Toby Mildon: So we get a lot of heads of HR and senior business leaders listening to this podcast. What would your number one recommendation be to the person listening to us today of an action that they can take away and start to implement within their own business? 

Tara Van Bommel: Well, I think I have a couple. One of the big take-aways really from our report was that senior leaders who leverage their empathy skills created genuine responses to crises. So in order for organisations to respond genuinely, they need to invest in building the empathy skills of their senior leaders with empathy training. Empathy is a skill that has cognitive, emotional and behavioural components. And many people mistakenly understand empathy as a purely emotional phenomenon and that's inaccurate. Thus it's really critical for leaders to leverage cognitive empathy skills, to listen and learn what employees need to thrive and then take those learnings and act on them as a demonstration of behavioural empathy.

Tara Van Bommel: The second thing I would recommend is to really embrace ethical decision-making. As I mentioned, the shifting expectations for ethical leadership and CEO activism mean that it's important to commit to social issues, because it's the right thing to do. And this means focusing on ethical and fairness-based arguments for supporting these social issues. And prior research shows that making the business case for diversity and inclusion can actually come off insincere because your support for these issues is dependent upon their profitability, which further implies that if it's not profitable, a climate of bias and discrimination is perhaps financially better for the organisation. So leadership provide fairness-based rationales for policies and research shows that organisations that support social policies for ethical reasons are perceived as more sincere, honest and trustworthy than those who do so for economic reasons.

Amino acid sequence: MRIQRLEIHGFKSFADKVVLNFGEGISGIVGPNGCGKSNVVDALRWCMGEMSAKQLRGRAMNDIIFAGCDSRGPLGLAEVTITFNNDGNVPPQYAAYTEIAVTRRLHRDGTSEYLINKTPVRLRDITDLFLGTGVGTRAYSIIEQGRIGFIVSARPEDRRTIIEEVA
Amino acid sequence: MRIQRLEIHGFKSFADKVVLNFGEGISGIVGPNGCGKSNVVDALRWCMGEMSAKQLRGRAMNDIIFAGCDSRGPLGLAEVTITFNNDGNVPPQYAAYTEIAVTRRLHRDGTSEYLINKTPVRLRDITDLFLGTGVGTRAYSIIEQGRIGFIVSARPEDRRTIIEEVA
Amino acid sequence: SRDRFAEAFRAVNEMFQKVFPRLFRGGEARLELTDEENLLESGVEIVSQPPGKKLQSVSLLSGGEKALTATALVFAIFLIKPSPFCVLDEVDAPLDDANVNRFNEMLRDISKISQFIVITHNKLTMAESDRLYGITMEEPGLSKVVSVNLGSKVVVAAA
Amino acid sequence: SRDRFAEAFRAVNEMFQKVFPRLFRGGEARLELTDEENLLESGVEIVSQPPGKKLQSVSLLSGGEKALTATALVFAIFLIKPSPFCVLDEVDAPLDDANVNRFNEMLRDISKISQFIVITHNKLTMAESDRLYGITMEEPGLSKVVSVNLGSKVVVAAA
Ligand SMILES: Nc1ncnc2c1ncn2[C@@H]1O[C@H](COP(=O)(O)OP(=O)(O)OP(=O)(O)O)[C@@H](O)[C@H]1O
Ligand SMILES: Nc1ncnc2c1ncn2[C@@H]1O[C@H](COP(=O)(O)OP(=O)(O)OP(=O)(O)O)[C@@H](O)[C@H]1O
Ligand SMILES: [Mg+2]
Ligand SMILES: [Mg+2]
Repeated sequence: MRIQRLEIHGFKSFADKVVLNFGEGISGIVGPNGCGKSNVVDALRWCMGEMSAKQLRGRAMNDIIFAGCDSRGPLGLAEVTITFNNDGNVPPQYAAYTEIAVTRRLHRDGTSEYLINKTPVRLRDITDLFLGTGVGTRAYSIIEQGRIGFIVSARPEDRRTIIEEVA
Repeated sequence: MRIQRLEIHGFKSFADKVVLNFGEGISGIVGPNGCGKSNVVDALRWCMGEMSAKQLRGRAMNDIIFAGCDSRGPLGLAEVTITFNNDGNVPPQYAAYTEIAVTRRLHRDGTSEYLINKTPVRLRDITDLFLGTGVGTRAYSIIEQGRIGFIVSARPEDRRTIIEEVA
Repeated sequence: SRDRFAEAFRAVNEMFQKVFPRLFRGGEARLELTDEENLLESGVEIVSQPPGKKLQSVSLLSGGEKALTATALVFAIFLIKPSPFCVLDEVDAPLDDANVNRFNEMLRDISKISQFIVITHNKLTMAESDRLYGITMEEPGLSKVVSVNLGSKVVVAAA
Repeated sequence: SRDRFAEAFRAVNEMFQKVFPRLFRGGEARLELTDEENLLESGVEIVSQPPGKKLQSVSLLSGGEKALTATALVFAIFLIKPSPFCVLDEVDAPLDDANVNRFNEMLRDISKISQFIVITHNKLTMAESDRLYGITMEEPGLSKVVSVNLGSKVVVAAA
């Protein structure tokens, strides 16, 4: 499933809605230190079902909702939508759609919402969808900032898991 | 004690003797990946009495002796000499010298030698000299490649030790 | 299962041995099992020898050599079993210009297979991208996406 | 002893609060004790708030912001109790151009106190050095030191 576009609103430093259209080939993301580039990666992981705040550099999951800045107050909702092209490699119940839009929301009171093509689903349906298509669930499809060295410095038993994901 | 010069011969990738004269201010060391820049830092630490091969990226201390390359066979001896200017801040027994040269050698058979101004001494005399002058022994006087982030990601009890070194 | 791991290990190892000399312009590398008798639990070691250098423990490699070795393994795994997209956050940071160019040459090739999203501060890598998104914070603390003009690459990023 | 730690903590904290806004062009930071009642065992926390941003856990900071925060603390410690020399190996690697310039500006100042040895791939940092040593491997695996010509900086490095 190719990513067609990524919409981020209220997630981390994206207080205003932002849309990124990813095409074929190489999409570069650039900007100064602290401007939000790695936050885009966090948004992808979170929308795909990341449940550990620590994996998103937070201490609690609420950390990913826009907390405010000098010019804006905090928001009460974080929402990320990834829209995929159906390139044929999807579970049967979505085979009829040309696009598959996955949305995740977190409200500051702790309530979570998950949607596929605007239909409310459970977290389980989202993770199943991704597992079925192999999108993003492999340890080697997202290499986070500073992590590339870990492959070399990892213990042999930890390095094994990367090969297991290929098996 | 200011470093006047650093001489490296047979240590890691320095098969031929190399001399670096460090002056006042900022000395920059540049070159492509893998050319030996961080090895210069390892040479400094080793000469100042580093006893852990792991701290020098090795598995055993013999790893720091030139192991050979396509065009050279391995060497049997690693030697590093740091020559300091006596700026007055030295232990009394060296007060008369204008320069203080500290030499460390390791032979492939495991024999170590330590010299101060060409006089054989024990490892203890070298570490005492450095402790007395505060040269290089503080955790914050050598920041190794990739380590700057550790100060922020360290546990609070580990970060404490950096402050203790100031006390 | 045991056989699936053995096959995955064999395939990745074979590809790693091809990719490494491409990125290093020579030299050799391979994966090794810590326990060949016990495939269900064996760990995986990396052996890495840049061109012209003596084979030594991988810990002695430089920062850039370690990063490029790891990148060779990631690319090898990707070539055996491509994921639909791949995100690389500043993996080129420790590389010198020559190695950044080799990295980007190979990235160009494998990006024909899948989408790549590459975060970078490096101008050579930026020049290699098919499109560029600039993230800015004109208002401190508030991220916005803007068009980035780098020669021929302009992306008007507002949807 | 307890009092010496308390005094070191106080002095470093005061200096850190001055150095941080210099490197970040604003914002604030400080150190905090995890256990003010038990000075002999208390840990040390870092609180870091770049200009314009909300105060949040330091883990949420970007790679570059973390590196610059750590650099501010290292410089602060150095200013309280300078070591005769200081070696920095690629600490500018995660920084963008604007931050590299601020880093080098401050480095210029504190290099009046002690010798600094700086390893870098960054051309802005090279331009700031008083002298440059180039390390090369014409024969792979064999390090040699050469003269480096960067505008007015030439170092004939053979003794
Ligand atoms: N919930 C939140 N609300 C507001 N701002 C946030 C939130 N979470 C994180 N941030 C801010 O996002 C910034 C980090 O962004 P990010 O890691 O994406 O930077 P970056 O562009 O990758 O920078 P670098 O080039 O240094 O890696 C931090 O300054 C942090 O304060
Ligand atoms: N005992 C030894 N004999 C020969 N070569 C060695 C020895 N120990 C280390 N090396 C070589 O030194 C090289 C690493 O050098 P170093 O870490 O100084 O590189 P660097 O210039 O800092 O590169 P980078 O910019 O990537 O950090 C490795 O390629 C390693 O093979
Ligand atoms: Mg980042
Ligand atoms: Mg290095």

Tara Van Bommel: I think the thing I would remind and encourage our practitioners and leaders out there is is to think about constantly evolving their equity initiatives. What this means is that equity is not a one-and-done endeavour, it's not just a check box, we did it. It's important to regularly audit and re-assess the success of DEI programs and use the data and employee feedback to pivot and re-adjust as needed. And also, I think because we're in a time of rapid change and disruption, issues of equity will be emergent and evolving, thus it's important to be adaptable and to allocate sufficient resources and support to these endeavours to really ensure their success over on the long term.